films that make a difference
Kate Blewett and Brian Woods, the team that made The Dying Rooms, have filmed children around Britain, to hear from them what it is like to be poor, how they live their lives from day to day, and what it is like to live without hope for the future. Their plea in Eyes of a Child is that someone will do something to change their lives.
Children born into poverty, many into unemployed and broken families, are instantly disadvantaged. Living in run-down areas they quickly become socially excluded, and a high percentage will be excluded from school, too. Uneducated, bored and often miserable it is not uncommon for them to turn to crime. It’s often for kicks, but for many it becomes a way of life.
In Bradford, Leicester, Sheffield, Bristol and Portsmouth, children talk with disarming honesty and amazing insight about their plight. Many are troubled and troublesome. A family of twelve live together in grandmother’s three-bedroomed council house - 8-year old twins Kayley and Becky don’t go to school, they stay up watching cartoons and get up at mid-day. In another household, five children of school age are at home watching television on a normal school day. David is 11 - he has been expelled from school nineteen times. Anney is also 11 - he too is excluded from school, his parents are addicted to heroin. Joelene is fifteen - she has violent tendencies and likes "to fight until I see blood." Matthew is 10, expelled from school for stealing. He misses his mum and brother who are in prison on drugs charges. Marcus is thirteen and has spent four months in a secure unit for stabbing a friend. A Bradford grandmother says: "I’ve lived in council housing for 40-odd years, but I’ve never had to go through this before."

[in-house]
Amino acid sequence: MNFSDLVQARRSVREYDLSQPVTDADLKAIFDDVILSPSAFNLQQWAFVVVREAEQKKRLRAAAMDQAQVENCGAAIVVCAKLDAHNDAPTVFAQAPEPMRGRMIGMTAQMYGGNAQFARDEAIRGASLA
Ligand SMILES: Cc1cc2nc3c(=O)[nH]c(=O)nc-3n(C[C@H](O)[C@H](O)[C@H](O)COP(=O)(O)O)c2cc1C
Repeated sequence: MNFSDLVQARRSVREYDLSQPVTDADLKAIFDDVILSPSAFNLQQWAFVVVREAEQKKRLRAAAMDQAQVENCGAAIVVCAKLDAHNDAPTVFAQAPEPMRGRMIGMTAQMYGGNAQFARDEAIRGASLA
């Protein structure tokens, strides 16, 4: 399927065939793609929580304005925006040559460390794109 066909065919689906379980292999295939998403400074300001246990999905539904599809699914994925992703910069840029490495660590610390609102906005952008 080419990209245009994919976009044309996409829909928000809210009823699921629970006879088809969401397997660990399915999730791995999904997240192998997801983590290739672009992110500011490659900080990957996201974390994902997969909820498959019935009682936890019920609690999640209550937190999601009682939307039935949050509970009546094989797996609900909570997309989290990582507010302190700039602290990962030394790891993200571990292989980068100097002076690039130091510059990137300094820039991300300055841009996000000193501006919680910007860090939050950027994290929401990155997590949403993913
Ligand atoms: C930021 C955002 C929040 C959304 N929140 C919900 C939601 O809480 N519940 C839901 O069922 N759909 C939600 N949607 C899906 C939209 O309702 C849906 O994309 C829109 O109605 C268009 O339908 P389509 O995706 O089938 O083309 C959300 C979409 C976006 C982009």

Tony Blair delivered the annual Beveridge lecture in March that year, stating that the government’s aim was to lift 700,000 children out of poverty by the next election. His voice punctuates the bleak portrait of children in poverty painted in Eyes of A Child.